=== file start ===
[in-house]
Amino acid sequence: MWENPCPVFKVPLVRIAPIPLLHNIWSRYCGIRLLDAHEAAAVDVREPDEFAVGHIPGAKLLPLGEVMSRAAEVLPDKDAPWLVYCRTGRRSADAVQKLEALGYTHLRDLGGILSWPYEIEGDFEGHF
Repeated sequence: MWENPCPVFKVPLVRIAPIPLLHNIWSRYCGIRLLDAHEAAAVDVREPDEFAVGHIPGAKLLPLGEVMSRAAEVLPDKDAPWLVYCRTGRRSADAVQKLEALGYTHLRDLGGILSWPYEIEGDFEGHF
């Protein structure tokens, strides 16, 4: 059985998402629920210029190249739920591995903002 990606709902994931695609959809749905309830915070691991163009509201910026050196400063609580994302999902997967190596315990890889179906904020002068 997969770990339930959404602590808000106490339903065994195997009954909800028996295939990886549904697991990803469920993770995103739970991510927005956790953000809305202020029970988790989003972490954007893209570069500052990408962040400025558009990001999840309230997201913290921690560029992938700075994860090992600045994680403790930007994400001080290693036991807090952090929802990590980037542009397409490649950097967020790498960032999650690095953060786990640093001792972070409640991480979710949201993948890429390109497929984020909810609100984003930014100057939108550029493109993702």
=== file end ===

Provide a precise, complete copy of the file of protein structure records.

[in-house]
Amino acid sequence: MWENPCPVFKVPLVRIAPIPLLHNIWSRYCGIRLLDAHEAAAVDVREPDEFAVGHIPGAKLLPLGEVMSRAAEVLPDKDAPWLVYCRTGRRSADAVQKLEALGYTHLRDLGGILSWPYEIEGDFEGHF
Repeated sequence: MWENPCPVFKVPLVRIAPIPLLHNIWSRYCGIRLLDAHEAAAVDVREPDEFAVGHIPGAKLLPLGEVMSRAAEVLPDKDAPWLVYCRTGRRSADAVQKLEALGYTHLRDLGGILSWPYEIEGDFEGHF
């Protein structure tokens, strides 16, 4: 059985998402629920210029190249739920591995903002 990606709902994931695609959809749905309830915070691991163009509201910026050196400063609580994302999902997967190596315990890889179906904020002068 997969770990339930959404602590808000106490339903065994195997009954909800028996295939990886549904697991990803469920993770995103739970991510927005956790953000809305202020029970988790989003972490954007893209570069500052990408962040400025558009990001999840309230997201913290921690560029992938700075994860090992600045994680403790930007994400001080290693036991807090952090929802990590980037542009397409490649950097967020790498960032999650690095953060786990640093001792972070409640991480979710949201993948890429390109497929984020909810609100984003930014100057939108550029493109993702």